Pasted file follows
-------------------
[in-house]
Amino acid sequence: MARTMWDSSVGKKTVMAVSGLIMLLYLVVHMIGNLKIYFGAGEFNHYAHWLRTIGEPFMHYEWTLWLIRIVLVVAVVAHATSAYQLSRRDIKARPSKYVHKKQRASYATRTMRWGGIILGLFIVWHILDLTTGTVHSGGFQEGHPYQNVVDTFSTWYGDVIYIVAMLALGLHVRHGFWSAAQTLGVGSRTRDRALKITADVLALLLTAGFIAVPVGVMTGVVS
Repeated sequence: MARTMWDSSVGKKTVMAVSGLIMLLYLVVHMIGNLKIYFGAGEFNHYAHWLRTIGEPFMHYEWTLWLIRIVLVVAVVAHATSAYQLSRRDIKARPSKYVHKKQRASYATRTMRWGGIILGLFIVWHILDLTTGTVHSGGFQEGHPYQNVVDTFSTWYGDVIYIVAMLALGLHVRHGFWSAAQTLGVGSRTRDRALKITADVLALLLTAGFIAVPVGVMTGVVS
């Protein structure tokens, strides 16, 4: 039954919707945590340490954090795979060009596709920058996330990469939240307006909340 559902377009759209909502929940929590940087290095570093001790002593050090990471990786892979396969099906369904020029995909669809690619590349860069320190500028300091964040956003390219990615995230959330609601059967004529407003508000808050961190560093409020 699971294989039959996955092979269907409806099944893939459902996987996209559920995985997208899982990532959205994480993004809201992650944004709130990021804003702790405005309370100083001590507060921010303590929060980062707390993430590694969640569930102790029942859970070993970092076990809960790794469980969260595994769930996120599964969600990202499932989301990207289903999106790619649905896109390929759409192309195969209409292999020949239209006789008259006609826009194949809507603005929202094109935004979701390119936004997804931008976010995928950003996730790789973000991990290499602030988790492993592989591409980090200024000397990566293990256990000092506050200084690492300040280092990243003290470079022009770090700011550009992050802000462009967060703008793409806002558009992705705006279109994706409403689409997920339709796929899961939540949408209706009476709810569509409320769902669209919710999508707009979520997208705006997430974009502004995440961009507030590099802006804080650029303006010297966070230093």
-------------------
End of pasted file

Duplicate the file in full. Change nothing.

[in-house]
Amino acid sequence: MARTMWDSSVGKKTVMAVSGLIMLLYLVVHMIGNLKIYFGAGEFNHYAHWLRTIGEPFMHYEWTLWLIRIVLVVAVVAHATSAYQLSRRDIKARPSKYVHKKQRASYATRTMRWGGIILGLFIVWHILDLTTGTVHSGGFQEGHPYQNVVDTFSTWYGDVIYIVAMLALGLHVRHGFWSAAQTLGVGSRTRDRALKITADVLALLLTAGFIAVPVGVMTGVVS
Repeated sequence: MARTMWDSSVGKKTVMAVSGLIMLLYLVVHMIGNLKIYFGAGEFNHYAHWLRTIGEPFMHYEWTLWLIRIVLVVAVVAHATSAYQLSRRDIKARPSKYVHKKQRASYATRTMRWGGIILGLFIVWHILDLTTGTVHSGGFQEGHPYQNVVDTFSTWYGDVIYIVAMLALGLHVRHGFWSAAQTLGVGSRTRDRALKITADVLALLLTAGFIAVPVGVMTGVVS
């Protein structure tokens, strides 16, 4: 039954919707945590340490954090795979060009596709920058996330990469939240307006909340 559902377009759209909502929940929590940087290095570093001790002593050090990471990786892979396969099906369904020029995909669809690619590349860069320190500028300091964040956003390219990615995230959330609601059967004529407003508000808050961190560093409020 699971294989039959996955092979269907409806099944893939459902996987996209559920995985997208899982990532959205994480993004809201992650944004709130990021804003702790405005309370100083001590507060921010303590929060980062707390993430590694969640569930102790029942859970070993970092076990809960790794469980969260595994769930996120599964969600990202499932989301990207289903999106790619649905896109390929759409192309195969209409292999020949239209006789008259006609826009194949809507603005929202094109935004979701390119936004997804931008976010995928950003996730790789973000991990290499602030988790492993592989591409980090200024000397990566293990256990000092506050200084690492300040280092990243003290470079022009770090700011550009992050802000462009967060703008793409806002558009992705705006279109994706409403689409997920339709796929899961939540949408209706009476709810569509409320769902669209919710999508707009979520997208705006997430974009502004995440961009507030590099802006804080650029303006010297966070230093």